Flying teamwork makes freeflight dreamwork

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In this free flying cross country tips article, Flybubble team pilot Phil Clark shares with you his key learning points from an ambitious planned closed-circuit XC flying task and shows us that, done right, flying teamwork can make freeflight dreamwork.

First Phil sets the scene for context, then he recounts the defining moments of the day and shares his key learning points…

In March 2020 my lofty plans to fly loads and compete in the British Paragliding Open this year took a spectacular nosedive as COVID-19 struck the world stage and the UK went into lockdown. Come mid May the lockdown was eased and fledgling flight plans were soon hatched in a bid to salvage something of the remaining cross country flying season. Since straight-distance flights meant uncertain retrieves and possible hitchhiking with strangers to get back, closed-circuit flights like out-and-returns and triangles–or any kind of polygon you fancied–were in order. 

One fine day in May the soaring forecasts were looking good for the most marvellous Malvern Hills. To avoid a wasted trip, causing problems for others or losing flying sites, before making any plans I first double-checked the current situation with the local flying club (in this case the Malvern Hang Gliding Club), the airspace (check current official air charts) and NOTAMs to be sure these were all okay. Having confirmed this, some flying friends and I headed for those there hills, excited!

Kettle Sings twice

So it came to be that a flying task was set from from Kettle Sings launch which consisted of two laps of an already fairly ambitious triangle out over the flats. Something a little like the following… twice!

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The planned flight task, viewed in XC Planner

There’s nothing quite like prepping for a 6 hour flight than a 3 hour car drive but in reasonable time Luis, Andy and I were at the car park debating whether it was way too windy to even fly, let alone attempt the task. I was optimistic it would improve. After all, the forecast was for it to be OK from 1pm and good by 2pm, and it was currently barely 11am.

We took a slow wander up the hill. There was some debate about the risk versus reward, site briefings, and much caution for the trees and towns below. Then a few came up by air from the southern end of the ridge and the collective groundsuck spell was broken.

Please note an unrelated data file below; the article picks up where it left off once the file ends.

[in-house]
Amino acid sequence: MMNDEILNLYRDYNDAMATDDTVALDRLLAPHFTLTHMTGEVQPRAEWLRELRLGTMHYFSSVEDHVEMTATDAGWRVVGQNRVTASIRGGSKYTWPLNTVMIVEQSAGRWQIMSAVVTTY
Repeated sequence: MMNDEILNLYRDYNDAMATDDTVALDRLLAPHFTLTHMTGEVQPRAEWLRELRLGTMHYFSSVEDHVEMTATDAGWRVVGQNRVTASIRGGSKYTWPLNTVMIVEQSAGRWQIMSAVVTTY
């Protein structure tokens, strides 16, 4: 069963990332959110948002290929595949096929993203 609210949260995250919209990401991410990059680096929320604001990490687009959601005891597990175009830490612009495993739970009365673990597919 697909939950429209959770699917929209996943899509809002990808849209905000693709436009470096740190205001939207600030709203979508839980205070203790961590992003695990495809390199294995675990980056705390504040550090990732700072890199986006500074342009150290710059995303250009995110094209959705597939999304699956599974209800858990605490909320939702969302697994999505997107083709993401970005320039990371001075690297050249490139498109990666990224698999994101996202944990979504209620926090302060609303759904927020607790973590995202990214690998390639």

Time to fly!

Luis tends to abide by the mantra of “If it’s flyable, why be on the ground?”‘ so was first off the mark. Andy was hot on his heels at the next lift cycle. For all the breeze it wasn’t particularly soarable at launch. I lagged behind, faffing with the task, the turnpoints and my Flymaster LIVE SD vario, cursing the lack of touch-screen that the others with their Oudies, Voliriums and phone solutions had. Faff over, I was off after them too.

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Once up in the air I headed straight for the northern end of the 300m ridge, topping up just enough to get to the next section of reliably soarable ridge. We had agreed to try the task regardless of the 25kph base layer winds, it was pretty flat terrain out front so progress might well be slow but we should be able to persevere if we worked together.

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Flight tracklogs viewed on ayvri. Red Phil, blue Andy, green Luis.

I could see Andy and Luis up ahead, clearly drifting with the climbs but as they pushed back forwards off the ridge once more they hooked a climb and I was able to tag on and catch up.

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Good things come in threes

Low down the climbs were rough, scrappy and broken but the three of us were close enough to work together and use the stronger cores, a few minutes later we got a proper climb and we all managed to climb up within tens of metres of each other.

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Getting up in a proper climb together.

Climbing together is crucial to making a ‘team’ flight like this work, once you get separated even by a 100m vertically it’s very difficult to get back together, each pilot has a part to play in exploring the thermal, finding the strongest cores and climbing well.